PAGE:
Most recently, Siebert collaborated with all three synods to fund a “digital reformation,” an initiative named by the three church bodies to build churches’ capacity to share God’s word in new formats and platforms, regardless of the existence of a pandemic. This collaborative is based on all three denominations’ love of Jesus Christ and a respect that each judicatory has its own way of reflecting and sharing the Gospel.
 Grantee partners within each denomination are distinct, and in their distinction each adds new dimensions to the three “flavors.” While these Lutheran organizations each have their own parameters, requirements, and beliefs, they are serving God’s kingdom. Imagine if Siebert only granted to one denomination; think of all the innovations we would miss!
 Over the last 70 years, Siebert has granted more than $135 million to grantees affiliated with these three Lutheran denominations. As we reflect on that investment, the Foundation’s next step is establishing a more robust outcome measurement system to consolidate and articulate the impact Siebert’s funding has had on the work of our grantee partners. While the distinct Lutheran organizations each have different pathways to accomplishing their missions, there are unprecedented similarities among the outcomes they are hoping to achieve. Common goals can lead to the most unexpected collaborations.
Connecting Dots Across Pan-Lutheran Communities
 With nearly 70 years of experience granting to the three Lutheran denominations, Siebert has a unique position to see all the amazing work that is occurring in the Wisconsin Lutheran community. The grant projects we fund help us learn what works and what does not work. From innovative church plants to sophisticated institutions of higher education, it is evident that listening to and collaborating with the broader community is one of the primary predictors of project success. Being privy to the details of so many projects has made Siebert a thought leader in Lutheran grantmaking, naturally followed by the role of dot-connector for people, ideas, resources, and communities.
 In addition to our grantmaking, another way we listen is through Siebert’s annual conference, Inspired to Thrive, formerly known as the Change or Die Conference. Through this conference, Siebert convenes a pan-Lutheran audience to share best practices, learn from others, and listen to new ideas. We seek to learn from subject matter experts from all three Lutheran denominations. The conference is not focused on doctrine or Biblical exegesis; the intention is for speakers to share lessons learned from experience and to provide practical models or tools that can be applied in a variety of ministry contexts.
 Each year we receive overwhelmingly positive feedback and ratings on the post-conference survey. However, there are also always thoughts and opinions shared by speakers that stretch people far beyond their comfort zone. We recognize this risk but believe the benefits to convening all three denominations is significant and impactful to growing the kingdom.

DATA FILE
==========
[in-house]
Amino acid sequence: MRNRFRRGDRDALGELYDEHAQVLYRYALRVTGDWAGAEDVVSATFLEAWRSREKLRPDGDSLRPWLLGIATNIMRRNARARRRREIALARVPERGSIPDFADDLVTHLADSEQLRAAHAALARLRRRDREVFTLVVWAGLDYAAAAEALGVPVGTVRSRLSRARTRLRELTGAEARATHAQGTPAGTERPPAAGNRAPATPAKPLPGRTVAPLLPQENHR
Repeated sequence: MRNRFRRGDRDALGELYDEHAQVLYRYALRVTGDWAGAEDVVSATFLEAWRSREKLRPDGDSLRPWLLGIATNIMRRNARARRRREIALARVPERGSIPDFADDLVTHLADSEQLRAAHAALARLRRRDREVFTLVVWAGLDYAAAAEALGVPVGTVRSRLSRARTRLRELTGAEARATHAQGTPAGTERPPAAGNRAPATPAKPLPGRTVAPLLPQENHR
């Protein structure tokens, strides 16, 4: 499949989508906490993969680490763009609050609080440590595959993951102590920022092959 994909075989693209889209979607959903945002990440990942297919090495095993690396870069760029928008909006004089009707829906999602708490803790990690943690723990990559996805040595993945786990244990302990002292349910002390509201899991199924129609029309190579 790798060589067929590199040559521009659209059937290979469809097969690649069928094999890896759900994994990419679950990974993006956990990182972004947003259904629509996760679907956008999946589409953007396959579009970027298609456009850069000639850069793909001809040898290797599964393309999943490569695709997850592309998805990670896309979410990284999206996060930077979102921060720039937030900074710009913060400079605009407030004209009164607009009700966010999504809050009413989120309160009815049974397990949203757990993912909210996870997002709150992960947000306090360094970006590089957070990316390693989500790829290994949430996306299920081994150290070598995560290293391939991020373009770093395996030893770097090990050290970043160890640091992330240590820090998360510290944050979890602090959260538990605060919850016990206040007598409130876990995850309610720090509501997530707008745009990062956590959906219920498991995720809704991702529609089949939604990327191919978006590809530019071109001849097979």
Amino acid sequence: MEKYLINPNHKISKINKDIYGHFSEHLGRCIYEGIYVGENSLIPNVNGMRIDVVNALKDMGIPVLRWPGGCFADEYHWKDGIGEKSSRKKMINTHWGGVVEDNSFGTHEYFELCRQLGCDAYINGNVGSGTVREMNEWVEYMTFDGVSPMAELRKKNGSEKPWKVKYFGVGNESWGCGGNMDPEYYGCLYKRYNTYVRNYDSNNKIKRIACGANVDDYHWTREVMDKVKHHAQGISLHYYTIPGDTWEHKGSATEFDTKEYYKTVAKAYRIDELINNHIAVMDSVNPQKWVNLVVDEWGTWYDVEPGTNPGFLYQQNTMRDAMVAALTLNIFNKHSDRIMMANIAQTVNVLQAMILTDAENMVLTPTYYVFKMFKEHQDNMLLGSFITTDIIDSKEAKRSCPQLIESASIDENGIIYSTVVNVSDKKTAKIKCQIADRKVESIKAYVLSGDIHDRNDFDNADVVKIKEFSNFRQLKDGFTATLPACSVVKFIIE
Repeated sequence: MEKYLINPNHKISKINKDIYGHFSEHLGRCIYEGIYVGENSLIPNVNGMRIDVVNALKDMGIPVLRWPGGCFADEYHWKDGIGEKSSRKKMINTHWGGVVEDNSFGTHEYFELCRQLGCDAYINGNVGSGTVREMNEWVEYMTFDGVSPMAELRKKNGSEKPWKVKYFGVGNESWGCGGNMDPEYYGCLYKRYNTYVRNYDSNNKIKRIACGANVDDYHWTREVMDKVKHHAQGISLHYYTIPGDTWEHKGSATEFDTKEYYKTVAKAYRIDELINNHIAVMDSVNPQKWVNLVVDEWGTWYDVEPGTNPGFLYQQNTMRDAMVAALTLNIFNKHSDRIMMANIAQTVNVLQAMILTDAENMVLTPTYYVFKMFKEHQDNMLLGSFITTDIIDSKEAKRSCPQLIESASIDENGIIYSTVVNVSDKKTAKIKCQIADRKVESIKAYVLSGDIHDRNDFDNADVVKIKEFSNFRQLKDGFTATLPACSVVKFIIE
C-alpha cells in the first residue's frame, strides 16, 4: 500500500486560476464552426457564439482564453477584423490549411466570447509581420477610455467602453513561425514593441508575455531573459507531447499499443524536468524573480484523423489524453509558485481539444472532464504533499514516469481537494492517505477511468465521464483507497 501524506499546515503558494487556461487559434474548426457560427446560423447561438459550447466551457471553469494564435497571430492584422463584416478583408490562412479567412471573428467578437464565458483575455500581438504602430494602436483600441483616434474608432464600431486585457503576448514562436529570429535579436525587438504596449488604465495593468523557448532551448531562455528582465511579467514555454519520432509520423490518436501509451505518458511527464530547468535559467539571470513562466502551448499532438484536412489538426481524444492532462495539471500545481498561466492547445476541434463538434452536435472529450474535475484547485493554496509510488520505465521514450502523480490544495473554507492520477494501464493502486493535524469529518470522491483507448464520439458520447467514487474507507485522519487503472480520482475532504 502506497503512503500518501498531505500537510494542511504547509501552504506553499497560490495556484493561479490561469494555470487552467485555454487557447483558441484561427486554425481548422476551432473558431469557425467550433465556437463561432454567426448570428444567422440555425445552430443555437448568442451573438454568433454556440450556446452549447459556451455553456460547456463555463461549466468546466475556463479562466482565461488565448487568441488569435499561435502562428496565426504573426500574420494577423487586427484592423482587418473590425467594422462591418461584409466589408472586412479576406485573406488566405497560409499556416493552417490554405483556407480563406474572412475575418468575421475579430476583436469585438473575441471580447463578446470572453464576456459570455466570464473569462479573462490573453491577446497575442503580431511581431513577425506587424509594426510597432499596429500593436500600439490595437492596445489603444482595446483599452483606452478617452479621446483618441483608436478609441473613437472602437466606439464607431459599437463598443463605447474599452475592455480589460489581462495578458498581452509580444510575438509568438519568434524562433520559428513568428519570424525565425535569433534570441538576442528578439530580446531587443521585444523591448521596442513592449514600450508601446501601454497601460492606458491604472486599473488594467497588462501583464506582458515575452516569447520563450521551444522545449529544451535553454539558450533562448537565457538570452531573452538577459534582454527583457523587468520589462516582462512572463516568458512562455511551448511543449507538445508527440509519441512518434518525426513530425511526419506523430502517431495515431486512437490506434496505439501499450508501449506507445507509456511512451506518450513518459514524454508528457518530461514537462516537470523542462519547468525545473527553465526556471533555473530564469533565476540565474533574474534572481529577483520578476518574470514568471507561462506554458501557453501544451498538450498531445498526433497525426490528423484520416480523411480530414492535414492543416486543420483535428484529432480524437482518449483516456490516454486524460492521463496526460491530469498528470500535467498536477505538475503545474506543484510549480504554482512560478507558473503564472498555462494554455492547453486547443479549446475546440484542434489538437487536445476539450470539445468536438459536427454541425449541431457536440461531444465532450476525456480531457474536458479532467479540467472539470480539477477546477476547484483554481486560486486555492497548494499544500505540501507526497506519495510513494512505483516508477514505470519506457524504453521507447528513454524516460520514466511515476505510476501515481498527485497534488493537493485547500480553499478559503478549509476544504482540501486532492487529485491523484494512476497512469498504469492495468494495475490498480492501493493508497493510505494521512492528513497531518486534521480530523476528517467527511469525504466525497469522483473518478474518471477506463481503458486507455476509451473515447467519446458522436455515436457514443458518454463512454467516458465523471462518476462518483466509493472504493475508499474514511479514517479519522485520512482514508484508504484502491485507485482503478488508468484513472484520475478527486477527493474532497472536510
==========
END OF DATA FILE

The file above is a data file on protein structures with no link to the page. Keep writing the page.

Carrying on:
With consistently more than 300 pastors and ministry leaders in attendance, members from all three Lutheran communities enjoy interaction beyond their own circle of consistent influence. In 2020, Siebert conducted a research project to reimagine the annual conference and feedback included comments such as, “In a divisive country, any opportunity to have a safe place to discuss that we have more commonalities than differences is beneficial,” and “I’ve gotten to know some people from other denominations and run into them in the community. I really appreciate that.”
 Siebert continues the conference, (in its 11th year in 2021), because we hear and see how it supports leaders in growing and changing their ministries. Plus, it is a professional development opportunity for leaders to refresh their hearts and renew their minds in the midst of their tireless efforts to serve their communities.
Nurturing Pan-Lutheran Philanthropy
 Recently, Siebert launched a new initiative called Siebert Serves to align our resources with individuals, families, and foundations that have similar passions. Donors are often aware of and support ministries within their own denominations but have also transcended denominations by giving to Lutheran ministries, to which Siebert has introduced them, that are outside of their denomination. This is a testimony to the importance of working with all of God’s children to create impact. Importantly, many of Siebert’s grantee partners’ missions appeal to a broader audience than the Lutheran community. It is important to honor differences and provide choices, all while keeping an ear open for how God is guiding us.
 Respecting differences is not about changing your beliefs or values but listening without judgement and potentially learning something that can be applied to your own context. A grantee who includes honeybees as part of its ministry shared an apropos analogy: honeybees often produce fear; but, taking the time to learn the importance of the bees’ work and the objectives fueling their behavior suspends judgement, broadens expectations, and allows room for acceptance, eliminating that initial fear. In this way, Siebert seeks to find ways to continuously learn and grow by listening to others.
 There is so much to learn from other Christians, cultures, and communities, which does not require compromising beliefs or viewpoints. With an open mind and a heart for serving Jesus, we are stronger and better together. Siebert is blessed and honored to work alongside the Wisconsin pan-Lutheran community to fuel increasing collaboration and impact to grow the kingdom, educate while sharing the Gospel, and serve others as the hands and feet of Christ. To learn more about the Siebert Lutheran Foundation, its grantmaking, and Siebert Serves, visit www.siebertfoundation.org.